Transnational criminal organizations “generally route larger drug shipments destined for the Northeast through the Bahamas and/or South Florida by using a variety of maritime conveyance methods, to include speedboats, fishing vessels, sailboats, yachts, and containerized sea cargo,” the reports reads. “In some cases, Dominican Republic-based traffickers will also transport cocaine into Haiti for subsequent shipment to the United States via the Bahamas and/or South Florida corridor using maritime and air transport.” On Monday, Trump said, “The drugs are pouring in at levels like nobody has ever seen…We’ll be able to stop them once the wall is up.” But the DEA report said many drugs arrive inside the U.S. via airplanes, often carried by human couriers on commercial flights, sometimes with the help of airline employees. Other drugs are transported by boat from the Bahamas or Venezuela through Miami.
A national police union official says cops were beaten down by a “constant drumbeat of criticism” during the Obama administration. While police are newly emboldened, critics say Trump is blind to the potential abuse of law enforcement power.
Seven months into Donald Trump’s presidency, police groups are reveling in what they see as newfound support from the federal government, says the Associated Press. The administration, which touts a “law and order” agenda, has revived a controversial program that lets local police seize cash and property with federal help and pulled back on federal scrutiny of local law enforcement. And police groups checked another item off their wish lists when Attorney General Jeff Sessions told local police departments this week that they could once again have access to free grenade launchers and large-caliber weapons cast off from the U.S. military.
Sessions views federal support of local police as key to driving down the violence afflicting some cities, a top priority of the Justice Department. But critics say Trump’s recent moves, including his pardoning of former Arizona sheriff Joe Arpaio, display a troubling lack of skepticism about police power. And civil rights advocates, who found an ally in the Obama Justice Department, say they are left wondering how the administration will side if another racially charged confrontation becomes a flashpoint in the debate over police treatment of minorities. James Pasco of the Fraternal Order of Police said Trump’s support is a refreshing change from what he saw as a “constant drumbeat of criticism and villainization of police officers” under Obama. Trump seized on that in wooing political support from police unions, promising he would roll back Obama-era restrictions on law enforcement. Pasco said the “vocal and demonstrative” support of police by Trump and Sessions “is a huge morale boost.”
The Obama policy limiting police procurement of federal military surplus prohibited only weapons of war, such as bayonets, grenade launchers and tank-like armored vehicles. No police agency “could reasonably defend the use of that equipment,” said one expert.
Attorney General Jeff Sessions wants you to believe that the Obama administration made it impossible for police departments to obtain federal surplus military gear —and that Donald Trump, by signing an executive order that reverses that policy, is triumphantly turning the faucet back on, according to a Slate analysis. But the Obama policy in no way prohibited law enforcement agencies from obtaining most surplus items. It merely asked them to provide assurances that the gear would be used safely and appropriately. “The prohibited list is a tiny list of equipment that, honestly, when we talked to law enforcement agencies no one could reasonably defend the use of that equipment. Truly no one,” said Roy L. Austin, who served on Obama’s Task Force on 21st Century Policing.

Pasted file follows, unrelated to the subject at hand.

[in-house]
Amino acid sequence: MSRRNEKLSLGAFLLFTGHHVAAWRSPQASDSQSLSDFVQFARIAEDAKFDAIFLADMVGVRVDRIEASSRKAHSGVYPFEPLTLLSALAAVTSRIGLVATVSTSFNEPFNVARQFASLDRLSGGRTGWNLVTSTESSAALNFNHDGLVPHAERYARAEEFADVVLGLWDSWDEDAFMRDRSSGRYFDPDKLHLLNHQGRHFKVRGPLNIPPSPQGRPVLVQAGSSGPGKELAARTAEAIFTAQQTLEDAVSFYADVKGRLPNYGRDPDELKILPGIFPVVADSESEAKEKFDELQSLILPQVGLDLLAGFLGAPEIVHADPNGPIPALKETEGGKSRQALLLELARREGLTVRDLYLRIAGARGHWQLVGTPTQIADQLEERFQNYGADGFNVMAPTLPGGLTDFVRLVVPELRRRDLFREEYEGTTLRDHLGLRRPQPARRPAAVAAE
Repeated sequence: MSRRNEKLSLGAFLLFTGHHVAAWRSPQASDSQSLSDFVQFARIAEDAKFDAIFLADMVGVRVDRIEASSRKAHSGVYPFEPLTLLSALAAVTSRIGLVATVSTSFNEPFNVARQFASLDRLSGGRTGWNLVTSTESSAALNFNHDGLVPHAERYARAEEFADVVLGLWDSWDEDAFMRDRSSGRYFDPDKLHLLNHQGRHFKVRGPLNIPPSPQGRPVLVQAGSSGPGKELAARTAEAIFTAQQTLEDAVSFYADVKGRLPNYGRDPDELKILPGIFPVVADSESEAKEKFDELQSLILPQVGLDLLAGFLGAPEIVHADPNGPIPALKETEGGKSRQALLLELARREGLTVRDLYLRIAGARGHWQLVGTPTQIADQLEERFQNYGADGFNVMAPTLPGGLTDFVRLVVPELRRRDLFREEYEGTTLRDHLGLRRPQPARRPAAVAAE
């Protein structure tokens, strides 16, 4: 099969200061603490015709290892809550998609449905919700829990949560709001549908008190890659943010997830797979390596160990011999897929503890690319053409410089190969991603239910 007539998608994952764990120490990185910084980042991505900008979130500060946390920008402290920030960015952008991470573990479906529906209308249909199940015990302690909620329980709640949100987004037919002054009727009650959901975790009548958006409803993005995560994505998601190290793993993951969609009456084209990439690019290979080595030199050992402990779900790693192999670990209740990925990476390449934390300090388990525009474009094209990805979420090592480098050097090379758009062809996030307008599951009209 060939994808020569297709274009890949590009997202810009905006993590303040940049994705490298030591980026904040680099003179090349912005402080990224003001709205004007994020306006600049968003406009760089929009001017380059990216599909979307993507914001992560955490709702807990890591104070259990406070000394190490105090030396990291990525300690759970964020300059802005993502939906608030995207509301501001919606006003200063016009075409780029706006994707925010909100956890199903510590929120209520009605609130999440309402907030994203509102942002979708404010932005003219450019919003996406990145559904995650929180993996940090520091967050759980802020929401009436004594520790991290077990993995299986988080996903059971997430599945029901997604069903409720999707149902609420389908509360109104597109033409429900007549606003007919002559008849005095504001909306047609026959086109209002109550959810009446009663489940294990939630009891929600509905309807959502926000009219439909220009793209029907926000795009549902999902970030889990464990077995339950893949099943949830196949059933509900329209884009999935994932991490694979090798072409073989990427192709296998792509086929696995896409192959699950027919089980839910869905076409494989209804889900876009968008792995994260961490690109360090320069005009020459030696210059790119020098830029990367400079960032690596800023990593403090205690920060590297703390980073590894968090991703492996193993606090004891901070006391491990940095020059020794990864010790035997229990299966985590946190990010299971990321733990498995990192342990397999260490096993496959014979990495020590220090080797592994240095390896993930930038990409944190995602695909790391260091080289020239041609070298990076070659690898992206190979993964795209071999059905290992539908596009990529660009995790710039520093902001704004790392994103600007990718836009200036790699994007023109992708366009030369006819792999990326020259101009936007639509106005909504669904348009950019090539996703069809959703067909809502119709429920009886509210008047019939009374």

The Obama policy went into effect in 2015 after demonstrations in Ferguson, Mo., provoked local authorities to send terrifying military vehicles and police officers dressed in riot gear to confront Black Lives Matter protesters. Obama’s executive order set forth two categories of military equipment: “prohibited equipment” and “controlled equipment.” The first category, which law enforcement agencies could no longer procure, included such weapons of war as bayonets, grenade launchers and tank-like armored vehicles. The second category was broader, and included items like riot helmets, battering rams, Humvees, drones, and helicopters.
Trump, suffering from low approval ratings, has been eager to seize the moment by engaging with the disastrous damage caused by Hurricane Harvey. But will he manage to master the delicate politics of natural disasters, which proved to be a Waterloo for the George W. Bush presidency during Hurricane Katrina?
George W. Bush never recovered from his flyover of Hurricane Katrina’s devastation. Barack Obama got a bipartisan boost late in his re-election campaign for his handling of Superstorm Sandy. Now, President Donald Trump confronts the political risks and potential gains that come with leading the federal government’s response to a deadly and destructive natural disaster, reports the Associated Press. Hurricane Harvey, the massive storm that has dumped torrents of rain across Texas, flooding Houston and other cities, is the first major natural disaster of Trump’s presidency, and the scope of the damage appears likely to require a years-long federal project.